Election 2014: Kevin Mitchell seeks seat on Langley Township council

Township of Langley: Mitchell, Kevin - council candidate: Former provincial candidate seeks council seat.

  • Oct. 8, 2014 2:00 p.m.

Kevin Mitchell has decided to run for one of the eight councillor seats on Langley Township council.

A professional engineer, Mitchell ran as an independent in the 2013 provincial election in the Fort Langley-Aldergrove riding. He received 672 votes.

His goals are to stem rising legal costs; fix the Official Community Plan process; stop spot zoning in the Agricultural Land Reserve; apply lessons learned from Willoughby development and reduce capital spending.

“During the period 2009– 2013, council approved more than $5.8 million in legal bills, defending actions including Athenry Gate and Coulter Berry,” he say.

He condemned council for advancing the Brookswood-Fernridge community plan by accepting a $500,000 “loan” from land owners in the area, to pay for the completion of the Griffith Neighbourhood Plan.

“The plan drafted (proposed) more than tripling the current population of the area.  After a marathon public hearing and subsequent 1,000-plus person turnout to a council vote, fortunately this amendment was rejected. Despite this, Mayor Jack Froese and Councillor Grant Ward remain in support of the potentially devastating changes proposed in the OCP,” he says.

“The solution here is a community-based process where residents are actively involved in the OCP amendment process, not simply a developer and/or staff initiative.”

Mitchell is opposed to the planned 67-home subdivision on ALR land on the Wall farm.

“The subdivision is in the middle of a 160-acre farm in a flood plain, miles from town and services.  Along with the university district, the Township is facing a second trip back to Supreme Court as they ignore the Metro Vancouver Regional Growth Strategy supported by many members of this same council.”

As for what he calls “the   Willoughby experiment,” Mitchell notes that “Hundreds of condominiums sit empty while developers continue to plow ahead with hundreds of new units. Parking is out of control and brand new schools open with portables.  Traffic congestion along 208 Street and other feeder routes is at a standstill and yet this council continues to approve every development permit submitted.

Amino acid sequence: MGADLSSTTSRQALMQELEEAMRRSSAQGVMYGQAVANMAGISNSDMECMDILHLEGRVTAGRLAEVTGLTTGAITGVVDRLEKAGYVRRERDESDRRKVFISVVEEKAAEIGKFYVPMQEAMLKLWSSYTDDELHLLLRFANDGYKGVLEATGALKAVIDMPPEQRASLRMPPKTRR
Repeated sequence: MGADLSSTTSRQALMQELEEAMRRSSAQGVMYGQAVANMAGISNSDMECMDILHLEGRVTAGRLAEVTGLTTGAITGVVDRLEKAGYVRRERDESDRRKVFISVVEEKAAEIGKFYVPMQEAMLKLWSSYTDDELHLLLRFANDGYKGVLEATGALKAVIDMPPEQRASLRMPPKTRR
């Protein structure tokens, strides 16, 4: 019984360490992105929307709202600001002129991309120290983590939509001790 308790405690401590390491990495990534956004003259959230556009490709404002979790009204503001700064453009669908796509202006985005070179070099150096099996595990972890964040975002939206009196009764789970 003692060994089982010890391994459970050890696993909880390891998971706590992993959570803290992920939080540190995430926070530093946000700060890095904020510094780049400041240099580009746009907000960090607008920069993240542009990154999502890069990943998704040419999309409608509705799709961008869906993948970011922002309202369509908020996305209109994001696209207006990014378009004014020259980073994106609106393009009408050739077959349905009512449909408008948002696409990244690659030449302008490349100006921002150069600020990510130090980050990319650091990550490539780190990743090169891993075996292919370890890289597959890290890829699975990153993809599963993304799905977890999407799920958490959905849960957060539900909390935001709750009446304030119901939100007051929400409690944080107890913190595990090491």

“If it is the will of the citizens of the Township to support unbridled development, then what continues to worsen in Willoughby will soon spread throughout the area. We must change course before we destroy the very character we sought when we moved here.”

He questions Langley Township capital spending, pointing to Langley Events Centre, which started out as a public-private partnership with the Township, developer and the province each contributing one-third of the cost, approximately $45 million shared equally. The Township terminated its agreement with the private partner, wrote a cheque for more than $7 million and is now out of pocket more than $50 million.

“Is there any reasonable explanation for a more than 300 per cent increase in this local government’s contribution?

“As a businessman, I have learned that every problem has a solution, budgets are finite and legal costs should be kept to a minimum.  As a resident, I understand the need to maintain affordable fees and taxes.  As a father, I understand the need for good schools and community services.  As a farmer, I understand the need for preservation of farmland with effective boundaries between rural and urban areas.  I will ask the tough questions and have the experience to evaluate the answers. I will hold staff accountable and vote based on facts, not out of personal bias or to reward corporate campaign donors.

“The bias of the majority of council is a clear sign of what the Township will become.  Condos galore, inadequate or non-existent services and destruction of the true character of what once was a jewel in the Fraser Valley. We must reverse this trend.  Soon our community will be filled by “spot zoned” developments with no connection to transit or other community infrastructure, overloaded road networks and gridlock.  It is time to elect a Council that is representative, responsible and listens to the taxpayers,” he says.

Mitchell is a 10-year Township resident who lives with his family on a small acreage in South Langley.

He can be contacted at 778-871-3759, or by email at info@kevinmitchell.ca. His website is www.kevinmitchell.ca.